Subsidy Sheet: Micron cuts jobs months after massive NY subsidy deal


There wasn’t much subsidy news over the holiday, but there sure was a lot of bad press for Micron: The nation’s largest computer chip producer is laying off 10% of its workforce (Forbes). 

In all fairness, Micron isn’t the only chip manufacturer suffering during a global oversupply – the heavily subsidized GlobalFoundries is also laying off 220 workers from its Malta plant (Times Union). But the downturn does raise questions about the wisdom of New York State playing investor – Micron is set to receive up to $5.5 billion from the state, which also gave $1.4 billion to GlobalFoundries in 2011.

For now, elected officials are sticking to their guns – Onondaga County Executive Ryan McMahon says Micron’s cuts will not affect the company’s plans to build a plant in Clay, New York (WRVO). That’s probably true, but Micron’s cuts may impact hiring. It wouldn’t be surprising given how officials’ rosy job projections rarely reflect reality.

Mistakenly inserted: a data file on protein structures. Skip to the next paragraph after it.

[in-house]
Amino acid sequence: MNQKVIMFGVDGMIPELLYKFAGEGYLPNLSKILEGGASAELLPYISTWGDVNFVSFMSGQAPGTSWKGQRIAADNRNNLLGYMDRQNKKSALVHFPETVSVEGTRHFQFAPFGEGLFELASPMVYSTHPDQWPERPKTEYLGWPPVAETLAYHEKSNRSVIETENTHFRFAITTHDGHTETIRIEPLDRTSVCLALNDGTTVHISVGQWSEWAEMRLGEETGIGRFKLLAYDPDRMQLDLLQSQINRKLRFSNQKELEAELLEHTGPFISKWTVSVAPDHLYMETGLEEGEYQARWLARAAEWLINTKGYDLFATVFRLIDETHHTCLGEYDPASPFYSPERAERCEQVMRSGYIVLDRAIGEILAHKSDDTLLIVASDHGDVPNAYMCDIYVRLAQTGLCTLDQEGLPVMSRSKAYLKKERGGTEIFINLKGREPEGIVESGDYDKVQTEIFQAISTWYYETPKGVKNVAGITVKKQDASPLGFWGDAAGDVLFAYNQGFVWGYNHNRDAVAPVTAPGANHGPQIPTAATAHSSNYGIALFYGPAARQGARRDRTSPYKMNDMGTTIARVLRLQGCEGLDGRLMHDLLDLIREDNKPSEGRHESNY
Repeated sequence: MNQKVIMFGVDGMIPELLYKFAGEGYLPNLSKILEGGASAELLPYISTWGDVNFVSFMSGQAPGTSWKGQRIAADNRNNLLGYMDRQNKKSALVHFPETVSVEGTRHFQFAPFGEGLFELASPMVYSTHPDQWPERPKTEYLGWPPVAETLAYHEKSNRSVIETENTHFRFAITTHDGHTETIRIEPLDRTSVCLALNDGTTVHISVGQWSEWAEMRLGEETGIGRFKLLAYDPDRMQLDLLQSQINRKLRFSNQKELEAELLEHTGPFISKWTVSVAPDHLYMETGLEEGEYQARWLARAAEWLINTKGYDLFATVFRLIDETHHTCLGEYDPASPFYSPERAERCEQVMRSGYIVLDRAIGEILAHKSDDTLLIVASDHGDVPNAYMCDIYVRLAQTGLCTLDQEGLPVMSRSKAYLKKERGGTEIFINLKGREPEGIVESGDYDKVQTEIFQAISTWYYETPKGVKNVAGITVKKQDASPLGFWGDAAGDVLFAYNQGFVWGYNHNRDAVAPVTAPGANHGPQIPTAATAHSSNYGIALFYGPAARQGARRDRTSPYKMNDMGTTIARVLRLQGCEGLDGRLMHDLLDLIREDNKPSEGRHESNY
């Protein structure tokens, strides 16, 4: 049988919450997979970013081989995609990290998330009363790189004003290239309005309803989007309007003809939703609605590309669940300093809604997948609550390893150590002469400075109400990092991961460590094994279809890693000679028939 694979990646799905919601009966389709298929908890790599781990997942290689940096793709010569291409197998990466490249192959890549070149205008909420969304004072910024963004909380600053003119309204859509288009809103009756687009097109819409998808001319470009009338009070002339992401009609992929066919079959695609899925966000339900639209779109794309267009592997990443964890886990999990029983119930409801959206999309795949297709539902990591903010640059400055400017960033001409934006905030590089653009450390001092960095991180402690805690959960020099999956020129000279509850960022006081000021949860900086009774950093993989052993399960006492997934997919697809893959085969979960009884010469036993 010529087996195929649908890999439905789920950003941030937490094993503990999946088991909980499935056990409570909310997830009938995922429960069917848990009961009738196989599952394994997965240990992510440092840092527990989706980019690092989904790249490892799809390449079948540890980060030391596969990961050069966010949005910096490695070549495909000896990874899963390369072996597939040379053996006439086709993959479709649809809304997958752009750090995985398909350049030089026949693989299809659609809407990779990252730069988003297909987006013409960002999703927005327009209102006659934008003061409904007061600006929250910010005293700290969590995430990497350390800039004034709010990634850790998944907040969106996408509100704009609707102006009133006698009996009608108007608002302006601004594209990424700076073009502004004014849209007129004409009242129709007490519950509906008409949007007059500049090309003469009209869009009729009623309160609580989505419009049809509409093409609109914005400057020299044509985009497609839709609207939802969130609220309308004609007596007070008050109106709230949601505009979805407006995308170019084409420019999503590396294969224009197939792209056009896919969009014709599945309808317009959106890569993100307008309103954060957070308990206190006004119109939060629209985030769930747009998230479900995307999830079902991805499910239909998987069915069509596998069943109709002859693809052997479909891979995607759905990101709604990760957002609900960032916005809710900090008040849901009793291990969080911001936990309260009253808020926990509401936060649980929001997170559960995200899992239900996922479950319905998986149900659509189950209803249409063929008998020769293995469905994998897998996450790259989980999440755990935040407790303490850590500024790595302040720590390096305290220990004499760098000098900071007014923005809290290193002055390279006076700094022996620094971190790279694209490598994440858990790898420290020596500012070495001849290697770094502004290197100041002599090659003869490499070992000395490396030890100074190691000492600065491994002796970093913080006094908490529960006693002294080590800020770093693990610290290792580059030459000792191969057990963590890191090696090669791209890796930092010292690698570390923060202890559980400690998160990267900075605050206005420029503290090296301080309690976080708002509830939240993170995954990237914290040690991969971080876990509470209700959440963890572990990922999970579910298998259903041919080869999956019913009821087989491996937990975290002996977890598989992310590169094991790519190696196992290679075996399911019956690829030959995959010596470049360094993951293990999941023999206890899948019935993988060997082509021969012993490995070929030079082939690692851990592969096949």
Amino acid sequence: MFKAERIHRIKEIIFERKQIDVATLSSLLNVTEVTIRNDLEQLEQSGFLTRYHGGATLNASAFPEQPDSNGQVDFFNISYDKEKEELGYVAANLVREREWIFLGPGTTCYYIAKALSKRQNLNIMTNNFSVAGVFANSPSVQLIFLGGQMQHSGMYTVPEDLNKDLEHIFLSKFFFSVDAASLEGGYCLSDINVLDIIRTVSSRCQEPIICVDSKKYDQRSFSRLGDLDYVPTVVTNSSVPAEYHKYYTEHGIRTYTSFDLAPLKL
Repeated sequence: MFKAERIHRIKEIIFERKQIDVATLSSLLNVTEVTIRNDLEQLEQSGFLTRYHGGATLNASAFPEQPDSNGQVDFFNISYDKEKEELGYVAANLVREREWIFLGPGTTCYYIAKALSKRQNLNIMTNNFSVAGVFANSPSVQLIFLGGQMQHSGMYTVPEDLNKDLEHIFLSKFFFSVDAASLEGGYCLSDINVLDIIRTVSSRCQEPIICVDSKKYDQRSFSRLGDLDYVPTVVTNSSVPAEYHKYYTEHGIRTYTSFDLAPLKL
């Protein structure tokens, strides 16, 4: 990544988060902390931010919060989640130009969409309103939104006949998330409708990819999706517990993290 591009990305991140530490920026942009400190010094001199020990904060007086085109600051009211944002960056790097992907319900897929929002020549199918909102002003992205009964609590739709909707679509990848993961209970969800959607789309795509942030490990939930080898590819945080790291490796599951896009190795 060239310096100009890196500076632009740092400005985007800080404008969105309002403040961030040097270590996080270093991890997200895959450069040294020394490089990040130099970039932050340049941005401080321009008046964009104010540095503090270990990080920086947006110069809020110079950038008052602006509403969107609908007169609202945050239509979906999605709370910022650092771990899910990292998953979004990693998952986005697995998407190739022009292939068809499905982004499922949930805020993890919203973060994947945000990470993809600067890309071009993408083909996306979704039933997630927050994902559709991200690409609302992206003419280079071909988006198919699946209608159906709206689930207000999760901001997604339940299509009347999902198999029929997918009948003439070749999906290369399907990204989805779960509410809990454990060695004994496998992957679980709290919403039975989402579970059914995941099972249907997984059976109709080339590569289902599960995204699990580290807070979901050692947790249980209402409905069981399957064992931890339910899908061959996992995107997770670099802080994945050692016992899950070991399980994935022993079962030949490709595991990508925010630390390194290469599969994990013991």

Other stories you may have missed during the holiday:

Liz’s Library

Welcome to Liz’s Library, where our Senior Research Analyst Elizabeth Marcello highlights timely research on corporate welfare.

Bigger business subsidies lead to bigger campaign contributions: Turns out there is a reason that politicians hand out so many business subsidies, and it’s not job growth. In a 2021 study, Sobel, Wagner, and Calcagno show a relationship between business subsidies and campaign contributions. Using a large database of individual state incentive awards and a difference-in-differences design, the authors show that once a state begins offering large business subsidies, campaign contributions increase by approximately $1 million in the average state. Specifically, they find that annual campaign contributions increase by approximately 106.8% from large business advocacy and trade organizations, 38.4% from construction and labor unions, and 20.5% from lobbyists and lawyers who represent large firms in the political process. This study suggests that beyond showing that business subsidies don’t work, we also need to find ways to overcome their benefits to incumbent politicians.

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